January 9, 2022

Is the Women-Owned Small Business Program a Good Fit for Your Business? With Guest Writer Susanna Waters


woman working on laptop and phone, view of hands

Susanna Waters
Director of Business Development
GEM Technologies, Inc. 

Working with the Small Business Administration (SBA), the US Government set a goal in 2021 that 5% of all federal contracting dollars be set-aside for Women-Owned Small Businesses. What does that mean for you as a female business owner, and how can you qualify for those set-asides?

Before we get started, I want to emphasize that I am not a small business advisor, I do not represent the US Small Business Administration, and I do not own my own business. However, as an active partner with businesses of all sizes across the nation on behalf of GEM Technologies, I am always looking for qualified small business subcontractors under our Small Business Program, which follows US Government requirements for small business participation in our subcontracting process. 

As a Government Contractor, GEM Technologies is required to look for every possible opportunity to partner with small businesses in the following categories to ensure that the Federal Government is also meeting their requirements for partnering with the small business community: 

  • Small Business
  • Small Disadvantaged Business
  • Veteran-Owned Small Business / Service-Disabled Veteran-Owned Small Business
  • Woman-Owned Small Business / Economically Disadvantaged Woman-Owned Small Business 
  • HUBZone Small Business 

Each US Government Agency’s goals vary for each category, but an example is provided here. To meet each of these goals, each Agency sets aside a portion of their contracts and subcontracts to attract participation from certain types of small businesses.  A DOE National Laboratory, for example, recently set aside an IT contract valued at up to $25,000,000 for Service-Disabled Veteran-Owned Small Businesses. This meant that no other large or small business could participate in the bidding process unless they were a subcontractor to an organization that was registered as a Service-Disabled Veteran-Owned Small Business.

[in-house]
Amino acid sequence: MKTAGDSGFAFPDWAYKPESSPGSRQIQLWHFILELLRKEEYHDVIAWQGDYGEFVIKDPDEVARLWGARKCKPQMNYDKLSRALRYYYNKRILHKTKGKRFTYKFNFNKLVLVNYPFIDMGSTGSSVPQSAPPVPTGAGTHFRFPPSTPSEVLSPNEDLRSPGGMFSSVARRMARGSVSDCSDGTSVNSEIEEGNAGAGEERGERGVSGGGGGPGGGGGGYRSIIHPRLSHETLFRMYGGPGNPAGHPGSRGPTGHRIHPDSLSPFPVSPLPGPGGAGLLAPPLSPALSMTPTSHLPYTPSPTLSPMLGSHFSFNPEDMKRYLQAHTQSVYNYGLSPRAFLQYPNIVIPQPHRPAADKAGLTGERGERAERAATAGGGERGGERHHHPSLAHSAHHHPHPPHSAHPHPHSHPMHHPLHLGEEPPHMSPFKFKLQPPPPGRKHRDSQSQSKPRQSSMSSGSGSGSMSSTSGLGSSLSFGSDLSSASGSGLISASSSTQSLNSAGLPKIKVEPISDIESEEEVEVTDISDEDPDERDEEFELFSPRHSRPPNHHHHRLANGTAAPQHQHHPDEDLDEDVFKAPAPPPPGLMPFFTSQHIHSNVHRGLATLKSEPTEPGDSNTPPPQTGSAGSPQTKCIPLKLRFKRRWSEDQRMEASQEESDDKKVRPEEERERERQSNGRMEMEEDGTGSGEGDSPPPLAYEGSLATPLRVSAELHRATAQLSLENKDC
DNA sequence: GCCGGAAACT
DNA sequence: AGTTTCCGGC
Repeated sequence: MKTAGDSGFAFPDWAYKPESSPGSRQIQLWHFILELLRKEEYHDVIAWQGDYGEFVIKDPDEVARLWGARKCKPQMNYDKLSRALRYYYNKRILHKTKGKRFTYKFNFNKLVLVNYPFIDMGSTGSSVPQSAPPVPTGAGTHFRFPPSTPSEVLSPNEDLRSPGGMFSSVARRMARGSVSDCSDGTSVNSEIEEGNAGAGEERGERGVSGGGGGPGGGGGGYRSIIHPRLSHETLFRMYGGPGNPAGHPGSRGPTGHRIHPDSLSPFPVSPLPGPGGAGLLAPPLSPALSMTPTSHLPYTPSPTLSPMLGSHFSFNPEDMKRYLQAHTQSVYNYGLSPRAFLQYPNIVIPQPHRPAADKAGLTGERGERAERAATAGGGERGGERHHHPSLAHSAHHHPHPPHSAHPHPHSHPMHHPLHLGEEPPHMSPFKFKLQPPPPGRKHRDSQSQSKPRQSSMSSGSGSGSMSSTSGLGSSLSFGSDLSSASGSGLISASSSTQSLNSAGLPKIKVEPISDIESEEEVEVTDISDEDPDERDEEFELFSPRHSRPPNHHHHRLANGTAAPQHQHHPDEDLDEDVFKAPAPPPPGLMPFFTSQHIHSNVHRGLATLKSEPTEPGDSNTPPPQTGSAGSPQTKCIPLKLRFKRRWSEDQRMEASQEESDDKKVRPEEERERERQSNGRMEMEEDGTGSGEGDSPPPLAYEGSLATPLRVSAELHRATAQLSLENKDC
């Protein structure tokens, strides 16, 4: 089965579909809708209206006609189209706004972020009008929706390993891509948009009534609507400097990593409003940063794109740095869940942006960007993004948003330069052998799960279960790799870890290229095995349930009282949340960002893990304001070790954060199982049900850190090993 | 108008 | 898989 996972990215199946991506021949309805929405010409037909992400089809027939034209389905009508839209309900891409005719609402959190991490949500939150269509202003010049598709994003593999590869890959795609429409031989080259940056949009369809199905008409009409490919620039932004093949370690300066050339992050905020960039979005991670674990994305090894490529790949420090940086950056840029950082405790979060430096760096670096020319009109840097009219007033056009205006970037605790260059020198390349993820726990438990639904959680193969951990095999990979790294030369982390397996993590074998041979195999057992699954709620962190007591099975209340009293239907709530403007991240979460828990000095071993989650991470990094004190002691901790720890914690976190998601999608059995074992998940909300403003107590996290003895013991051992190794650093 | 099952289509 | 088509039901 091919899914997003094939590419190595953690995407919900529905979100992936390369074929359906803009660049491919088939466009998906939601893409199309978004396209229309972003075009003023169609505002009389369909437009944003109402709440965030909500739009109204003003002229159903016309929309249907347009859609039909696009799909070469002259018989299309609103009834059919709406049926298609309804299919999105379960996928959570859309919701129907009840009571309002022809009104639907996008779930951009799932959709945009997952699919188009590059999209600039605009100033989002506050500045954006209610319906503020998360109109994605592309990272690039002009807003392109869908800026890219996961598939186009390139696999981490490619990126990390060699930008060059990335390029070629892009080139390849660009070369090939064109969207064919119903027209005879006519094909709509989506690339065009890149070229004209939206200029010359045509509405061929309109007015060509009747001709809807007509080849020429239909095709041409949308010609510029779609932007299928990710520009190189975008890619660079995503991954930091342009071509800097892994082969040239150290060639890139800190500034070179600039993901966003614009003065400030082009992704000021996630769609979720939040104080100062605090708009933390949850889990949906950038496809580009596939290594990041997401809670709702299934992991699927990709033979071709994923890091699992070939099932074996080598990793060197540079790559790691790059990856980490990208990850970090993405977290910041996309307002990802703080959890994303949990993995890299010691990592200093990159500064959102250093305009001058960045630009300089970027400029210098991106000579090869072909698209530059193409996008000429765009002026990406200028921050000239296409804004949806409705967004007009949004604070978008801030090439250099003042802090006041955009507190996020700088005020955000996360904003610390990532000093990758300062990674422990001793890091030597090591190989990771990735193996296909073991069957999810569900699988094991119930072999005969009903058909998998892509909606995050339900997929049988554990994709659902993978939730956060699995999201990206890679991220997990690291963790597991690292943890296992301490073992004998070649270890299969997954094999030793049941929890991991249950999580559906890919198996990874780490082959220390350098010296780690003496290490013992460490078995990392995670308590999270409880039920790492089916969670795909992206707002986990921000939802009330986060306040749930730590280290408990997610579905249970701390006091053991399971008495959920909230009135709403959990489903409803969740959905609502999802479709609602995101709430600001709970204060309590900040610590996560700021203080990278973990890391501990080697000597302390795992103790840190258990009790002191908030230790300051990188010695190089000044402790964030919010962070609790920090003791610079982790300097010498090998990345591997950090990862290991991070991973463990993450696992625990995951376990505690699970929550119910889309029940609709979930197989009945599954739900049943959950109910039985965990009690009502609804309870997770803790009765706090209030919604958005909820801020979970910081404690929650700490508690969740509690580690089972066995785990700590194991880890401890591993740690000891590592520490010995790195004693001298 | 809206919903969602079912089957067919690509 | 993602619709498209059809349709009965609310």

If your organization qualifies as a Woman-Owned Small Business based on the Code of Federal Regulations (CFR) and Small Business Administration program requirements, you can self-certify by registering your organization/entity as a woman-owned small business (WOSB) in the System for Award Management (SAM) at SAM.gov.  Registration within the system is required to conduct business with the US Government and its contractors. Note: This registration is free, so be cautious of any advertisements or consultants that advise you otherwise. 

But how do you know if your business would be considered a large business or a small business? This is based on the SBA’s size standards according to the US Government’s NAICS Code System. NAICS stands for North American Industry Classification System.  Essentially, the SBA/NAICS code system levels the playing field for business sizes no matter the industry.  A business in code 236220, Construction, is considered small until it reaches an average annual revenue of $41,500,000 or higher.  A soybean farmer operating in code 111110, on the other hand, is considered a small business until he/she reaches an average of only $1,000,000 a year.  

After you have identified which industry best represents your organization in the SBA’s Table of Small Business Size Standards according to NAICS code, and picked at least one NAICS code that best summarizes your offerings, note which corresponding size standard applies to that NAICS code (employees or revenue). From there, follow the SBA’s guidance on small business size calculations on their website, which vary but are based on employee headcounts, average annual revenues over 3-5 years, and/or affiliates’ involvement with your organization.